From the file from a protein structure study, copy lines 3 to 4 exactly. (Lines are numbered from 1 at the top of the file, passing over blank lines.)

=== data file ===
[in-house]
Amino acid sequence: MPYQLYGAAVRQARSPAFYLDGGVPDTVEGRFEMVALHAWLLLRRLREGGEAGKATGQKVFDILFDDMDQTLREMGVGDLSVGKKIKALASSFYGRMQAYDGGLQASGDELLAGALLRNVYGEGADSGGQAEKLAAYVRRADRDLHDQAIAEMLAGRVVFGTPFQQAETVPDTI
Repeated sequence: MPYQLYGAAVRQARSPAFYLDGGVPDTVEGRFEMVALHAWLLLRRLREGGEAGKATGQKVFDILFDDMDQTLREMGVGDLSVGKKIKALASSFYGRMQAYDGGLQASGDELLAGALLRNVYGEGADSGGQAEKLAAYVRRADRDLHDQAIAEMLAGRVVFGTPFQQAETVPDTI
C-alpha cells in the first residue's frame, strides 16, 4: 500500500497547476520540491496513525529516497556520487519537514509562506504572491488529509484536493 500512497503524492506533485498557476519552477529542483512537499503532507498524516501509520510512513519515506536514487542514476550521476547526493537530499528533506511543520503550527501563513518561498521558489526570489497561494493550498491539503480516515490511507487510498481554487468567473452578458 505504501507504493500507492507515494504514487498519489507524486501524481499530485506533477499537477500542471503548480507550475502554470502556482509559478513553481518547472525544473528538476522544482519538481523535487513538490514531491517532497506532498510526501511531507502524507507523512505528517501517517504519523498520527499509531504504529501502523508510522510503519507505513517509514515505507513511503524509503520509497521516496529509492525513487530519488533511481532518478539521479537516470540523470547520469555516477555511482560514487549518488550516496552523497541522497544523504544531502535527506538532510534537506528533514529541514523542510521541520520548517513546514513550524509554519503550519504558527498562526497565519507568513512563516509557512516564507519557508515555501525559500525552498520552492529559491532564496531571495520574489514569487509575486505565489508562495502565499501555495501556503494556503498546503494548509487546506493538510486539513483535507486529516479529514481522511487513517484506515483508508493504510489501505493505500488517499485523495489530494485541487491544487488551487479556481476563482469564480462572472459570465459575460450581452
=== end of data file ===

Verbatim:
Repeated sequence: MPYQLYGAAVRQARSPAFYLDGGVPDTVEGRFEMVALHAWLLLRRLREGGEAGKATGQKVFDILFDDMDQTLREMGVGDLSVGKKIKALASSFYGRMQAYDGGLQASGDELLAGALLRNVYGEGADSGGQAEKLAAYVRRADRDLHDQAIAEMLAGRVVFGTPFQQAETVPDTI
C-alpha cells in the first residue's frame, strides 16, 4: 500500500497547476520540491496513525529516497556520487519537514509562506504572491488529509484536493 500512497503524492506533485498557476519552477529542483512537499503532507498524516501509520510512513519515506536514487542514476550521476547526493537530499528533506511543520503550527501563513518561498521558489526570489497561494493550498491539503480516515490511507487510498481554487468567473452578458 505504501507504493500507492507515494504514487498519489507524486501524481499530485506533477499537477500542471503548480507550475502554470502556482509559478513553481518547472525544473528538476522544482519538481523535487513538490514531491517532497506532498510526501511531507502524507507523512505528517501517517504519523498520527499509531504504529501502523508510522510503519507505513517509514515505507513511503524509503520509497521516496529509492525513487530519488533511481532518478539521479537516470540523470547520469555516477555511482560514487549518488550516496552523497541522497544523504544531502535527506538532510534537506528533514529541514523542510521541520520548517513546514513550524509554519503550519504558527498562526497565519507568513512563516509557512516564507519557508515555501525559500525552498520552492529559491532564496531571495520574489514569487509575486505565489508562495502565499501555495501556503494556503498546503494548509487546506493538510486539513483535507486529516479529514481522511487513517484506515483508508493504510489501505493505500488517499485523495489530494485541487491544487488551487479556481476563482469564480462572472459570465459575460450581452